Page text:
The best parties are usually linked to the kitchen in some way. If you want to enjoy your gathering as much as your guests, standing around the table, lined up at the kitchen island, or huddled around the oven, it pays to have a course of canapés and hors d’oeuvres to share. With a little organization, you can have everything ready ahead of time, or at least minimize the last-minute work you have to do when your guests arrive. Ideally, you’d serve both hot and cold dishes, and even play around with textures and colors! Don’t neglect cocktails, while still keeping those who don’t drink alcohol in mind. For a stress-free evening, ask your guests to serve a morsel or two and let them serve (and re-serve!) themselves.
True connoisseurs already have all they need, and know best how to satisfy their own developed tastes, or so they think. People who really enjoy cooking, however, never tire of discovering new, rare spices or terroirs. And, with luck, you’ll even get to taste the fruits of their new discoveries! Our Grand Cru Pepper Trio brings together three exceptional black peppers, sure to please both staunch traditionalists and adventurous cooks alike. For those who are always on the hunt for rare, mysterious spices, we recommend our Japanese yuzu or even our Korean pepper threads. Stick to classic gifts like Lemon Herb Fleur de Sel or a ceramic salt cellar signed by Arik de Vienne, or even an 8-spice chai, fragranced with vanilla. West Indian bay leaf, is just as aromatic as its better-known cousin, Mediterranean bay leaf, and also presents surprising notes of citrus and clove. Of course, for us, it’s not really a holiday without a real spice blend: the fragrant Ethiopian Berbere and the traditional Ras-el-Hanout are sure to please anyone who’s excited by aromas both subtle and complex.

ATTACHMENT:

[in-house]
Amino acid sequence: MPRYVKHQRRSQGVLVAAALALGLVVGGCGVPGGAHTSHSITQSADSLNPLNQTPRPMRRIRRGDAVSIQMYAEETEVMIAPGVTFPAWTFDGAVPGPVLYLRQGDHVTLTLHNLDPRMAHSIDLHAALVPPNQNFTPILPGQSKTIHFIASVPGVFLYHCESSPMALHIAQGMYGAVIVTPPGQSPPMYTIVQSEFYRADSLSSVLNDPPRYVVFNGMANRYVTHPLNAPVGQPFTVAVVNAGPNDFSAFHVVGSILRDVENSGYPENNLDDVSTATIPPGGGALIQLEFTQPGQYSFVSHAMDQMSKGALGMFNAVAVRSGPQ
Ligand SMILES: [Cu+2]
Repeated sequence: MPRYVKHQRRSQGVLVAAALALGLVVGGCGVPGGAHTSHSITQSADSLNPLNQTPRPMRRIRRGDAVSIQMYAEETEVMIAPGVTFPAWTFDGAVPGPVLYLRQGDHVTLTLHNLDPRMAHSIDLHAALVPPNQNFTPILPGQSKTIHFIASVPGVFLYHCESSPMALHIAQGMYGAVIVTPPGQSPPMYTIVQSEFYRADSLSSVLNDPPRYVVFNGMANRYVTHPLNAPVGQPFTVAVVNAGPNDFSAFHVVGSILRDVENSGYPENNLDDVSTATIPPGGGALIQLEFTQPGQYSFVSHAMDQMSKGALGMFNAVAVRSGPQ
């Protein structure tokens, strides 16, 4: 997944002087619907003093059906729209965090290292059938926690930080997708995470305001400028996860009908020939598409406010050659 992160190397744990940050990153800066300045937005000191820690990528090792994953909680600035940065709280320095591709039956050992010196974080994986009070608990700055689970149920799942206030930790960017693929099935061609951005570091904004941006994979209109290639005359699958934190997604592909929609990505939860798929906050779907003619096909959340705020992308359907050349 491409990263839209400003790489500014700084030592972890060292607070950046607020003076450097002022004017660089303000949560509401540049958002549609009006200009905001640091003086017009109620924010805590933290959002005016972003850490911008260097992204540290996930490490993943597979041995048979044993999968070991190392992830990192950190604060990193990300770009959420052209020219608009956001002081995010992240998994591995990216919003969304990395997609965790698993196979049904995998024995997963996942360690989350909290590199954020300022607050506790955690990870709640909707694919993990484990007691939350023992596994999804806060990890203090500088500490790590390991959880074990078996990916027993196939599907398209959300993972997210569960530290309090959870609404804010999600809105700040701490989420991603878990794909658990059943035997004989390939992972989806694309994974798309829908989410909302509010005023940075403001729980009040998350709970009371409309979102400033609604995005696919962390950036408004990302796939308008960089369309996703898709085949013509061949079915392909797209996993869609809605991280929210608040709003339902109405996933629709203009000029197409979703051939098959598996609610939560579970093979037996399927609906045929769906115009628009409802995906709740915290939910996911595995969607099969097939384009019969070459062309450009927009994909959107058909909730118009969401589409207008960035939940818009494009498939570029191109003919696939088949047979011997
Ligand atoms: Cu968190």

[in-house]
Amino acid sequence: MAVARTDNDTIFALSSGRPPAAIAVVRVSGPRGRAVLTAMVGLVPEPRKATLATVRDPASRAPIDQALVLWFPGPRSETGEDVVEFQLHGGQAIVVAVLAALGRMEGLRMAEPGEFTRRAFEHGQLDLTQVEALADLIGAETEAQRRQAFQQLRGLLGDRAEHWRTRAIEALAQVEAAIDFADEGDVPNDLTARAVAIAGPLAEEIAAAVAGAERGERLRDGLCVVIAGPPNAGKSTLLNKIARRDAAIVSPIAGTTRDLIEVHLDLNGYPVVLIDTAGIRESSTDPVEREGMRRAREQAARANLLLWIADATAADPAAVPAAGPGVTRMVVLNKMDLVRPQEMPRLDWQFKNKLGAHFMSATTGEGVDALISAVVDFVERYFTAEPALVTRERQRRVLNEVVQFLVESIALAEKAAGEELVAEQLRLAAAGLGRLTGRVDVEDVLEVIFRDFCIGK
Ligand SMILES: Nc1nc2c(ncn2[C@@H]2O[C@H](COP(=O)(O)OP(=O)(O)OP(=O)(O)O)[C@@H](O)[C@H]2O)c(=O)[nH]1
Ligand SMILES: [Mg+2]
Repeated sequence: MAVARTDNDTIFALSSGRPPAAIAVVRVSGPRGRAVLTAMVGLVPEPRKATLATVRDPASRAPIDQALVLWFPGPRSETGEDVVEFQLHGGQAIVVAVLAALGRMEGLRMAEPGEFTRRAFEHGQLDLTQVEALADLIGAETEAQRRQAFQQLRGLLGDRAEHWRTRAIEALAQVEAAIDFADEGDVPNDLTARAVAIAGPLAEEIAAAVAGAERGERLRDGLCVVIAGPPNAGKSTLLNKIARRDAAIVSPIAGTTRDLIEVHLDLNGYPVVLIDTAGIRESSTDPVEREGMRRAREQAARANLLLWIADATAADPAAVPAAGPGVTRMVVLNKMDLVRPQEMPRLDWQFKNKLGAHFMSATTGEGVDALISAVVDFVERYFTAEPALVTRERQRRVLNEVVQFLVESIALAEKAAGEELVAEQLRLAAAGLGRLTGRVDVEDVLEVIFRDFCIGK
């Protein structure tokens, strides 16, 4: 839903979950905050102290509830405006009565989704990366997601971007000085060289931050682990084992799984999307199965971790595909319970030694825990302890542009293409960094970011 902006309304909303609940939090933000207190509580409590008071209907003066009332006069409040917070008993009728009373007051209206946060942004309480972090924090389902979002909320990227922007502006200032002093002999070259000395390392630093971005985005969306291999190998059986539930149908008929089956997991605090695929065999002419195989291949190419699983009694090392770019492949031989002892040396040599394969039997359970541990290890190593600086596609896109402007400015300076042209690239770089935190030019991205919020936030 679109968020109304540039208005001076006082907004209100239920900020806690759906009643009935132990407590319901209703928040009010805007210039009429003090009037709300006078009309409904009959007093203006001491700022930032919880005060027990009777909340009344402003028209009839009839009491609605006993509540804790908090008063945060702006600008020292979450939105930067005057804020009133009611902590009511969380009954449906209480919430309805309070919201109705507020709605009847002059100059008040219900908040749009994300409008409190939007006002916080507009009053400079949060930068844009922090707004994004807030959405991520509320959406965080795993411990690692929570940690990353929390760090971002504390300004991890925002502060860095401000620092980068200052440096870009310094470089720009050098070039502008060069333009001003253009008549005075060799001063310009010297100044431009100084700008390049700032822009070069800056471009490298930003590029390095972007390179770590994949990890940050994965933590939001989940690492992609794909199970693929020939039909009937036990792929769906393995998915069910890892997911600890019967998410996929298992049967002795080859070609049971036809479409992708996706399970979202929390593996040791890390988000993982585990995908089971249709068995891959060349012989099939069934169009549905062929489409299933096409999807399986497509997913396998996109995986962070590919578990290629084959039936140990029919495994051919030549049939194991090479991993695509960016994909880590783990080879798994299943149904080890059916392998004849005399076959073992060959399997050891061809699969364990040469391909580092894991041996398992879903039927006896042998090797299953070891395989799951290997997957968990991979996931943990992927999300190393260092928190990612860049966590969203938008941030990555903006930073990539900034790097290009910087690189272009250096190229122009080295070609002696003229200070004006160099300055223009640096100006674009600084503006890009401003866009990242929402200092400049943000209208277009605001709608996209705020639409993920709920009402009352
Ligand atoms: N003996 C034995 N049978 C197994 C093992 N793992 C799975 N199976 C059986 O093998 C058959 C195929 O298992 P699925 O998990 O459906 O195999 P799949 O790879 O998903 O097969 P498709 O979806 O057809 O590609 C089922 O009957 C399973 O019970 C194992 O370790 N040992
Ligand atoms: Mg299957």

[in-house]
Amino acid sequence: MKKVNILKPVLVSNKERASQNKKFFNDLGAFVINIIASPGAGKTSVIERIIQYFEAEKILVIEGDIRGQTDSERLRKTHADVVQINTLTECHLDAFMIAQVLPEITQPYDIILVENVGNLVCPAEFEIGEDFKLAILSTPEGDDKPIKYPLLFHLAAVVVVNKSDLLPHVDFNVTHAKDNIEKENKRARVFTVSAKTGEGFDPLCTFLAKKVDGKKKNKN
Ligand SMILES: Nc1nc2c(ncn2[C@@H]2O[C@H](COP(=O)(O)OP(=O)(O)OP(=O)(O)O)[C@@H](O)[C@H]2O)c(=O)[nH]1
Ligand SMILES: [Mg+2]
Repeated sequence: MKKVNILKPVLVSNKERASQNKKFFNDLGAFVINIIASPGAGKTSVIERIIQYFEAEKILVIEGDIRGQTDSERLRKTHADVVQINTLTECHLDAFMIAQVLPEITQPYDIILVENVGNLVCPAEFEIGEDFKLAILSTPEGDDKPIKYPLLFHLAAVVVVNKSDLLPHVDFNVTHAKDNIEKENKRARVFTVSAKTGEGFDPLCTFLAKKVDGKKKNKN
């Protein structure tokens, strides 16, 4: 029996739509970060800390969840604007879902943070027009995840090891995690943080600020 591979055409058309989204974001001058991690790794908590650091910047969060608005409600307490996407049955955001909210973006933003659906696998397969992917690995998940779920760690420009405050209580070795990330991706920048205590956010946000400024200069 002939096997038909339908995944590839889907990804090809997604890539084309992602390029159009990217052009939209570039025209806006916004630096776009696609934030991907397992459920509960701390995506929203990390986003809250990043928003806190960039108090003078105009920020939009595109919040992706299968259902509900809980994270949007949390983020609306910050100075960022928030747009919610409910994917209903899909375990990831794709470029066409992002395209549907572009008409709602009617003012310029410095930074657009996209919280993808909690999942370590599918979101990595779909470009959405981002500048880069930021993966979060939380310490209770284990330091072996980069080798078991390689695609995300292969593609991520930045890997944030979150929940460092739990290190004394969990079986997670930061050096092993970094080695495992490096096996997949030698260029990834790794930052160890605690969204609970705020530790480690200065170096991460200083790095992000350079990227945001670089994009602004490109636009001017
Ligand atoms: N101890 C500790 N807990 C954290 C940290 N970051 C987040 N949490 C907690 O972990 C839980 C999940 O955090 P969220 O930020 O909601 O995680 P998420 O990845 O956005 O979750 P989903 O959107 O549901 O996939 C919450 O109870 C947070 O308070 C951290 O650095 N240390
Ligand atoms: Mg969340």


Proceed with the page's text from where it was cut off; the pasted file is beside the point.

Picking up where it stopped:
Jams, cookies, pickles… handmade goodies are always the best! They’re not just less expensive than store-bought foods, they make excellent last-minute gifts for anyone, be it a child’s favorite teacher, a coworker, or whoever invites you over for New Year’s Eve. It never takes a lot of time and is always well appreciated by your loved ones. Pick a weekend afternoon, park yourself in the kitchen and get the whole family to pitch in! And you should always make more than you think you need: it’s great to have an extra jar of stuffed dates or truffles nearby to offer unexpected visitors (or even to treat yourself once the holidays are over).
Start your holiday planning with these suggestions!
Eating like a Spice Trekker is easier than you think! In their new book, Ethné and Philippe invite you into their kitchen to explore the dishes that comprise their family meals. The recipes presented are both gluten and dairy free, all while ensuring their deliciousness and encouraging the joy of sharing food with others. The menu presented here uses the cookbook’s recipe variations, which we assure you will please both hardcore paleo eaters as well as your fickler diners. We also like the idea of serving a soup after a cold fish dish and a few salads, which can simply be placed on the table so each guest can serve themselves. Swap your turkey and potatoes for a pork tenderloin with parsnip and finish with a fun, festive dessert.